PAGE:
Taking the "High" out of Atlantic Highlands

ATL. HIGHLANDS – In keeping with their belief they want all the facts, rules and regulations to be known before making a decision that will have a major impact on the borough, the Mayor and Council tonight unanimously adopted an ordinance banning all cannabis businesses from the borough.

However, council also made it clear during the public hearing that once the state regulations on all factors involving the distribution, sale, and growth of cannabis are announced by the CDC, they will revisit the questions and possibly make other decisions. Council explained to the few people in attendance at the meeting that taking action other than banning cannabis without knowing all the regulations puts the borough in the position of having to allow all types of cannabis business and not being able to change regulations for five years.

While several members of the public praised the governing body for taking this action to ensure they know the ramifications that could follow should they have taken no action, others at the meeting did not appear to know the reason for the ordinance being acted upon.

Tim Schultheis, who openly admitted he smokes marijuana, legal in the state, and said as a former infectious disease officers and EMT, he has never had to take anyone to the hospital because of an overdose of marijuana as he has had to with alcohol related problems or heroin overdose, told the borough leaders several times to “be smart,” and permit cannabis businesses in the borough and enable the borough to make money on the business. He explained he purchases his own supply of marijuana in Trenton in a store behind the city office building, and pointed out it is not illegal to possess marijuana.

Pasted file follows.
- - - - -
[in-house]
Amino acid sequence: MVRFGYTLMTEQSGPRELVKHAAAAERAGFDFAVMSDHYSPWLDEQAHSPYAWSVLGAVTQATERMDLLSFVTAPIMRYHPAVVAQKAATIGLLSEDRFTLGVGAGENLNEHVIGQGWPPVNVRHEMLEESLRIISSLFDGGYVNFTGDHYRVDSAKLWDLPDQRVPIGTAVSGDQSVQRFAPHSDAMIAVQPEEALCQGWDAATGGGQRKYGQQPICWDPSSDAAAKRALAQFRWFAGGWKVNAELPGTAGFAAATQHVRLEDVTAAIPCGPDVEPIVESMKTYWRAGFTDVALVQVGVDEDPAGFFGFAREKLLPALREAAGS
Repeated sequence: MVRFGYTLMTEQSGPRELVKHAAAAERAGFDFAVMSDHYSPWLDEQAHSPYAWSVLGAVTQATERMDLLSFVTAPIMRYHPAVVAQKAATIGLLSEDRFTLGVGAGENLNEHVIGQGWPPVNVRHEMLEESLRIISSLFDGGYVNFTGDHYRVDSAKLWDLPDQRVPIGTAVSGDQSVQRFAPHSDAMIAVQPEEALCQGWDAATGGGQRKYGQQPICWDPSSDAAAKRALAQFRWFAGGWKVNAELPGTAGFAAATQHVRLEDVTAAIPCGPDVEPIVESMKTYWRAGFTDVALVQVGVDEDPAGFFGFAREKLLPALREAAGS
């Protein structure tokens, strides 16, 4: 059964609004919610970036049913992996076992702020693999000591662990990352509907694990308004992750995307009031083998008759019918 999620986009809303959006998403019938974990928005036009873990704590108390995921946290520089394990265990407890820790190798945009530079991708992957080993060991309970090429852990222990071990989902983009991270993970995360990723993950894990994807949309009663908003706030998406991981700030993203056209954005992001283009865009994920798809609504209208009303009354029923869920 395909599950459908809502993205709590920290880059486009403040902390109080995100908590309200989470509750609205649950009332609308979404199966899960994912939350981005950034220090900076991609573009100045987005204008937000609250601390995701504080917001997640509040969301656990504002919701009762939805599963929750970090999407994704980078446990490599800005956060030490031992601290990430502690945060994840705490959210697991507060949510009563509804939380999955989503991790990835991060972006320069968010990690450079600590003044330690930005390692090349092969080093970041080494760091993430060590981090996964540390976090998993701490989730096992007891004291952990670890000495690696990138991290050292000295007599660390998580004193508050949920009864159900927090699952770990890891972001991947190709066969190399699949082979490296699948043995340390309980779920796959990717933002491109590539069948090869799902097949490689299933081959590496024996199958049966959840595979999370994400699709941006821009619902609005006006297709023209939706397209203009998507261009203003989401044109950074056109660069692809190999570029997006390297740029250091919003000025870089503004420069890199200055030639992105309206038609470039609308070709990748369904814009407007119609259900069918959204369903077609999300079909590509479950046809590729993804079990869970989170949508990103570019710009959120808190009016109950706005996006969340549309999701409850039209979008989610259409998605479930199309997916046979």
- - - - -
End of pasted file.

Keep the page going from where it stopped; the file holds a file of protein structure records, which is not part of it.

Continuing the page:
The former Keansburg resident was advised by Borracha that the ordinance being enacted is “temporary” and he realizes a lot of people would welcome some type of marijuana facility in the borough, but with restrictions and regulations that the borough itself could impose. Councilwoman Lori Hohenleitner added that she has spoken with the resident in the past, and repeated she expects the state regulations to be released soon.

Brian Dougherty and Regina Keelan both praised the governing body for withholding approvals of any facilities without having all the state regulations, and Jim Krauss , who serves on the Task Force Commission on Cannabis added the borough was correct in taking pause. Krauss said the NJ League of Municipalities to which the borough belongs, and the NJ Attorneys group both have recommended municipalities take action similar to what the governing body was doing at this meeting.

Morgan Spicer said the borough should act to encourage people to come to the borough to open business and noted that the cannabis variety of permitted businesses would create tax benefits for the borough.

In other business, council also passed a third ordinance after no one objected at the public hearing, amending the ordinance regulating 5G nodes on existing poles ad establishing a wireless siting plan to minimize the number and location of poles in the borough to ensure equal distribution.

By resolutions, it approved a settlement agreement with PBA Local 242, authorized an Affordable Housing Administrative Agent, and authorized an agreement for use of facilities for Mass Prophylaxis vaccinations should that ever become necessary. Hubeny said the facilities have been located, but would not be announced until or if the program became necessary.

In response to questions on whether regionalization of Highlands, Atlantic Highlands and Sea Bright school districts is still a matter of discussion, Administrator Adam Hubeny said meeting of the mayors and administrators of Highlands and Atlantic Highlands is scheduled for Tuesday.

He also indicated a meeting with the Rev. Jarlath Quinn and others from St. Agnes Church to continue discussion of the Mother Teresa school sale, is being arranged now for continued discussions.

With the meeting being offered both in person, and virtually, with those attending virtually only permitted to hear but not speak at the meeting, Hubeny said the most that attended the virtual session for this meeting was 11.


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